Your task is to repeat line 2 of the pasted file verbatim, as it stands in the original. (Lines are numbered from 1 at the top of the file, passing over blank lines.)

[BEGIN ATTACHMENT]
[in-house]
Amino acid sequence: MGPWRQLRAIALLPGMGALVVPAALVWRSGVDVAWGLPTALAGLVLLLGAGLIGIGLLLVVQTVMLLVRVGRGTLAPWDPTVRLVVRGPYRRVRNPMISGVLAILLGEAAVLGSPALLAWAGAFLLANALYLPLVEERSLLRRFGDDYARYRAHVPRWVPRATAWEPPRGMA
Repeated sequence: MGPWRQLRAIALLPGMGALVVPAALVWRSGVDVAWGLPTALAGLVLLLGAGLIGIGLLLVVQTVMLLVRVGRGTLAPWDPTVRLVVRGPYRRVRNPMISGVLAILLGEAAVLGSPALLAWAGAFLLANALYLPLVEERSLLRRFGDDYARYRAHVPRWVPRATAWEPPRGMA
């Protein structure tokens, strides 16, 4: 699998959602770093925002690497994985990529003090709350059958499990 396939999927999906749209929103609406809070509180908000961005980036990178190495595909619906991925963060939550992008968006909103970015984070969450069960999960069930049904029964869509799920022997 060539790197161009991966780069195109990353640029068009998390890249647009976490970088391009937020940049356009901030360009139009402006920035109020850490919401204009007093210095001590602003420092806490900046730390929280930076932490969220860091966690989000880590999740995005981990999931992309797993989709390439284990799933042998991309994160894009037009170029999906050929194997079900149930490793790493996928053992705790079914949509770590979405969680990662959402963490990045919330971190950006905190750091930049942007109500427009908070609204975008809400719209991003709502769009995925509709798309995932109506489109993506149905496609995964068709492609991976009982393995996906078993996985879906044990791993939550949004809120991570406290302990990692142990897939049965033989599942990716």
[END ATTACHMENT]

Amino acid sequence: MGPWRQLRAIALLPGMGALVVPAALVWRSGVDVAWGLPTALAGLVLLLGAGLIGIGLLLVVQTVMLLVRVGRGTLAPWDPTVRLVVRGPYRRVRNPMISGVLAILLGEAAVLGSPALLAWAGAFLLANALYLPLVEERSLLRRFGDDYARYRAHVPRWVPRATAWEPPRGMA